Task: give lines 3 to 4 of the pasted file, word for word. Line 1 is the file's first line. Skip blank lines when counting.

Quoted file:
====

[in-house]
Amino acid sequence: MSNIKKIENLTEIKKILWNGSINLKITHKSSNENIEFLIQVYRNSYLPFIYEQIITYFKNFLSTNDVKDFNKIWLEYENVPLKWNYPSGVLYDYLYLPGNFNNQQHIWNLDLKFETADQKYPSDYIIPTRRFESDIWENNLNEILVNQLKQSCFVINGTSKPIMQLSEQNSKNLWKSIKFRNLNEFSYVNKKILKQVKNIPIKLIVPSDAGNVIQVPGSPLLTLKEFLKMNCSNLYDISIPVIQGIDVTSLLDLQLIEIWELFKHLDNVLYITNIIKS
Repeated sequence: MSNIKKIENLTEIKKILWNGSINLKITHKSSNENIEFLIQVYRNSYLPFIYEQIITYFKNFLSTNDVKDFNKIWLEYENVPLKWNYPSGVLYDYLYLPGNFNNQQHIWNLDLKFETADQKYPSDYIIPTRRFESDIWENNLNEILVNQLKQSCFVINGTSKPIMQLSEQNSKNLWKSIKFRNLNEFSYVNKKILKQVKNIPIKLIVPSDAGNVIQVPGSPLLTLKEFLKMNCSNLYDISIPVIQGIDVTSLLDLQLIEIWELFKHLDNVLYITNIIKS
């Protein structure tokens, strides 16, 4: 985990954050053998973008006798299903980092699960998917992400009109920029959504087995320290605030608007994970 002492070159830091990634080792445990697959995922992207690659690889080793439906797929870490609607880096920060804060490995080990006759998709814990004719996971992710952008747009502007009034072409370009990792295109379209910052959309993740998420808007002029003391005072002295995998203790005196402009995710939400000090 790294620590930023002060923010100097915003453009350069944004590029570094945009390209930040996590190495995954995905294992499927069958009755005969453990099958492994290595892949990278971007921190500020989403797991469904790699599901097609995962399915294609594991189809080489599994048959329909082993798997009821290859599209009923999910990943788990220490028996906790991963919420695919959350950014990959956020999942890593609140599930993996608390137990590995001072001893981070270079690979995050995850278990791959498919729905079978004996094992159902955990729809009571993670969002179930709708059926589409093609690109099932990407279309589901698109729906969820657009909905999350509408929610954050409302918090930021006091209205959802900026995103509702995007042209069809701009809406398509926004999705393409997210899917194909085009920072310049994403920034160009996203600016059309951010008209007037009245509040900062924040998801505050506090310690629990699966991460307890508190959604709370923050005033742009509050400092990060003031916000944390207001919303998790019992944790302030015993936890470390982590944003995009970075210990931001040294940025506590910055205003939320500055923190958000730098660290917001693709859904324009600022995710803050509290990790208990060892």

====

Repeated sequence: MSNIKKIENLTEIKKILWNGSINLKITHKSSNENIEFLIQVYRNSYLPFIYEQIITYFKNFLSTNDVKDFNKIWLEYENVPLKWNYPSGVLYDYLYLPGNFNNQQHIWNLDLKFETADQKYPSDYIIPTRRFESDIWENNLNEILVNQLKQSCFVINGTSKPIMQLSEQNSKNLWKSIKFRNLNEFSYVNKKILKQVKNIPIKLIVPSDAGNVIQVPGSPLLTLKEFLKMNCSNLYDISIPVIQGIDVTSLLDLQLIEIWELFKHLDNVLYITNIIKS
């Protein structure tokens, strides 16, 4: 985990954050053998973008006798299903980092699960998917992400009109920029959504087995320290605030608007994970 002492070159830091990634080792445990697959995922992207690659690889080793439906797929870490609607880096920060804060490995080990006759998709814990004719996971992710952008747009502007009034072409370009990792295109379209910052959309993740998420808007002029003391005072002295995998203790005196402009995710939400000090 790294620590930023002060923010100097915003453009350069944004590029570094945009390209930040996590190495995954995905294992499927069958009755005969453990099958492994290595892949990278971007921190500020989403797991469904790699599901097609995962399915294609594991189809080489599994048959329909082993798997009821290859599209009923999910990943788990220490028996906790991963919420695919959350950014990959956020999942890593609140599930993996608390137990590995001072001893981070270079690979995050995850278990791959498919729905079978004996094992159902955990729809009571993670969002179930709708059926589409093609690109099932990407279309589901698109729906969820657009909905999350509408929610954050409302918090930021006091209205959802900026995103509702995007042209069809701009809406398509926004999705393409997210899917194909085009920072310049994403920034160009996203600016059309951010008209007037009245509040900062924040998801505050506090310690629990699966991460307890508190959604709370923050005033742009509050400092990060003031916000944390207001919303998790019992944790302030015993936890470390982590944003995009970075210990931001040294940025506590910055205003939320500055923190958000730098660290917001693709859904324009600022995710803050509290990790208990060892």